New details trickled in, and by the evening of Sept. 18, 2009, Hart thought he had his man. The burglar — sought for nearly a year by a small army of investigators — was Tarius Laquan Simes, a 33-year-old Indiana native with three felony convictions. Simes worked full time and lived in Aurora, Colo., with his wife and three children.

The capture, Hart says, unfolded like this:

Near midnight on Sept. 18, Hart becomes confident the burglar is Simes. He sounds the alert, and police hurry to Simes’ home in Aurora. His truck is gone. They set up surveillance while other officers pour into the DU area. About 3 a.m. they find Simes’ vehicle parked in the neighborhood. It’s empty. Detectives worry that their suspect is checking for witnesses before burglarizing a home. A plainclothes detective is checking out the truck just as Simes walks toward it. The officer identifies himself and orders Simes to stop. Simes runs into the night. Within minutes the neighborhood is swarming with police and the area is locked down. A careful search gets under way and a few hours later Simes is arrested.

“Everything fell into place,” Hart says. “We had the manpower ready and were able to go. But if I hadn’t told the FBI in Indiana that I needed an answer as soon as possible. If we hadn’t rushed things along, there’s a chance he would have committed [a burglary] that night.” 

Understanding the criminal

With Simes in custody, Hart had a chance to measure the man against the guesswork — the false idea, for example, that he was targeting DU athletes — and a few surprises jumped out.

“It surprised me that he had a full-time job,” Hart says. “It surprised me that he was not smart enough to change his MO. It surprised me that even when media attention became heightened, he didn’t stop.”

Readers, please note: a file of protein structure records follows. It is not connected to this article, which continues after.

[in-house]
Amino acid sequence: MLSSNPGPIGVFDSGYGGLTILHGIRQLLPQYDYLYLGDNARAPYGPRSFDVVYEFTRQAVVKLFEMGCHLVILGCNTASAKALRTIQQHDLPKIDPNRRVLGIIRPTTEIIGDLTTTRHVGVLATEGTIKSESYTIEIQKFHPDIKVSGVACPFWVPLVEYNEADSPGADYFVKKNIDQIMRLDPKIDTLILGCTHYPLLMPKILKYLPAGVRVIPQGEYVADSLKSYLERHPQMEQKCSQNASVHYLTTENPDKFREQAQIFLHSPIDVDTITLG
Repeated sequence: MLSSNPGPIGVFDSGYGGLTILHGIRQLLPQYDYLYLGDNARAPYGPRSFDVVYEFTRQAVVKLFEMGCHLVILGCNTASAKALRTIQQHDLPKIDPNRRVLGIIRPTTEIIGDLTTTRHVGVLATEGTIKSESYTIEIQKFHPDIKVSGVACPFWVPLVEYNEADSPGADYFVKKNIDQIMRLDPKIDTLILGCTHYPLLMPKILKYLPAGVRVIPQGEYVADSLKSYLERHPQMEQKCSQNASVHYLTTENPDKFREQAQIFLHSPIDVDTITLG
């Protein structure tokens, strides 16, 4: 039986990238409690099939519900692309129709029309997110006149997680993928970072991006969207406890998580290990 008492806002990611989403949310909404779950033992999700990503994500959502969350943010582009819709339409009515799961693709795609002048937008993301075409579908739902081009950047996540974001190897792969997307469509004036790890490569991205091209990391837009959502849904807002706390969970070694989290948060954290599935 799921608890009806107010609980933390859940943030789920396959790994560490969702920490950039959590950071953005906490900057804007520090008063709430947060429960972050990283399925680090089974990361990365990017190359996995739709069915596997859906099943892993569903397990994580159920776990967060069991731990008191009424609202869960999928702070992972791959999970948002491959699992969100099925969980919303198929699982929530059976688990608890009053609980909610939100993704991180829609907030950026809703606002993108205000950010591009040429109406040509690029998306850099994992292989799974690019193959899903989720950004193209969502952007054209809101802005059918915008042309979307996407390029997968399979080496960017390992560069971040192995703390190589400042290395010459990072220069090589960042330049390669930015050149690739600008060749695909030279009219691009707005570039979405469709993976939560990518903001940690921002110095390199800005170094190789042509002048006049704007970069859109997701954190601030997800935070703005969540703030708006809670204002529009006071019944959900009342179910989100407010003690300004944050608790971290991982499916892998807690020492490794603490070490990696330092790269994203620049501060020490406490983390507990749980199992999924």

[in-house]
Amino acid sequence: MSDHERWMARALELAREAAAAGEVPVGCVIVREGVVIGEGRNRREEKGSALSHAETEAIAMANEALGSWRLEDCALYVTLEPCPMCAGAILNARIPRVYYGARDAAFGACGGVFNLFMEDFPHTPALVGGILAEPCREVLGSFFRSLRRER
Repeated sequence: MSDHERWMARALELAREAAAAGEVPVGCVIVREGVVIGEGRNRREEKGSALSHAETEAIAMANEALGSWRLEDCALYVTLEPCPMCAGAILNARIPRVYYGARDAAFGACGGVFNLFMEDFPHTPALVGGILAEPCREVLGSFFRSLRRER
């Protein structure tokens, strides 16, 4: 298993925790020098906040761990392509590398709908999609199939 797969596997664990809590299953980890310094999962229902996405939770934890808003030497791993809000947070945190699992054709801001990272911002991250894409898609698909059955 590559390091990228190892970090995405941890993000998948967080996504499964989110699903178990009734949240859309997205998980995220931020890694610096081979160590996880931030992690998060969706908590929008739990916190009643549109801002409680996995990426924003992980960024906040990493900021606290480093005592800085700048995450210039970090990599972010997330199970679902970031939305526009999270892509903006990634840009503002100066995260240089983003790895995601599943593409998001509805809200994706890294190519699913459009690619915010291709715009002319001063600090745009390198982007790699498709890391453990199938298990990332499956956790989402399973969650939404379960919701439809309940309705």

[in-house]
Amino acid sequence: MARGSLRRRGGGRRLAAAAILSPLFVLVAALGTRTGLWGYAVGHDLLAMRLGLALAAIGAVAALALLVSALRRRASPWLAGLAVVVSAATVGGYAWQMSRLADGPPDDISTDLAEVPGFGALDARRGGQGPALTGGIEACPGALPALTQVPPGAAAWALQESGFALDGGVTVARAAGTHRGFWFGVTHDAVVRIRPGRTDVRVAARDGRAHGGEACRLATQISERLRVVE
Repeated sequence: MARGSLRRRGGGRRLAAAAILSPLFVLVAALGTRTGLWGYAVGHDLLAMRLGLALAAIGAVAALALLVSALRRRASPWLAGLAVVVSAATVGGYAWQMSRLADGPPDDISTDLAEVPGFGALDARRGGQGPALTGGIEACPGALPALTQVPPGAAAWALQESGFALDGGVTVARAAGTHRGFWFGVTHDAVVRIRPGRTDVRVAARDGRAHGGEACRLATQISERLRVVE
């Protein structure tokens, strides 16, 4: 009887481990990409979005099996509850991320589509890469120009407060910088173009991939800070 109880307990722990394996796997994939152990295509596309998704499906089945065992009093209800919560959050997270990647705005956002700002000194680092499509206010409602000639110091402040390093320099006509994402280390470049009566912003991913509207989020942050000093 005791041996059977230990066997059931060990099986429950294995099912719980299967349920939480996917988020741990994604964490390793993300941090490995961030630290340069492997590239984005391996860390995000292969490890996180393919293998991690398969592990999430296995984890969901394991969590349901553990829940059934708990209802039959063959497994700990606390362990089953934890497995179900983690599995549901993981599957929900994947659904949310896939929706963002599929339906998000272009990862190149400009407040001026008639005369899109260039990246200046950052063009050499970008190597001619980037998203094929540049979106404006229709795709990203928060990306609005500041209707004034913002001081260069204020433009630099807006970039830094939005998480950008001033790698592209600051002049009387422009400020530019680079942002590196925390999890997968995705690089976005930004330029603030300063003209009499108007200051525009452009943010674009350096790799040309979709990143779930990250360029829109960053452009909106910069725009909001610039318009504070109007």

Simes. Photo: Denver Police

That Simes shipped stolen goods out of state was also unusual, Hart adds, as was his concentration on a single area and the escalation of his crime to bold confrontation with victims.

“Any of us could be a victim of a serial burglar in that he wakes up one morning and decides to go to Littleton and burglarize someone there, tomorrow he does one in Aurora, the next day in Westminster. Tarius was unique in that he stuck to a centralized location.”

He did that, Hart says, because there was a lot to steal. “It’s a target-rich environment.”

Prosecutor Rebekah Melnick (JD ’04) says Simes was seduced by efficiency. “Because it was a college area he was getting more stuff than somebody who breaks into three houses in a day. He would just have to do one.” Criminals look for opportunity, she points out, and the opportunity near DU hasn’t changed just because Simes is in prison under sentence of 60 years.

Residents have to lock their doors and windows, turn lights on, keep an eye on their belongings, and keep track of who belongs in the neighborhood and who doesn’t.

“We can’t go from door to door in the residence halls and make sure they’re all locked,” says Don Enloe, head of Campus Safety. “We can’t go up and down the streets off campus and make sure all the windows are secure. You have to take it upon yourself. And that’s a difficult lesson to teach young adults.”

That’s especially true if the lessons of the experience are heeded. “Everybody reads the headlines that say the DU Burglar’s in jail and say ‘OK, we can relax,’” Enloe says. “No, because ‘DU Burglar the Sequel’ is coming right behind. All in all, this is a very safe place, but you still have to be responsible for yourself.”

Ed. Note: Denver City Councilwoman Jeanne Faatz praised this series in a recent committee meeting.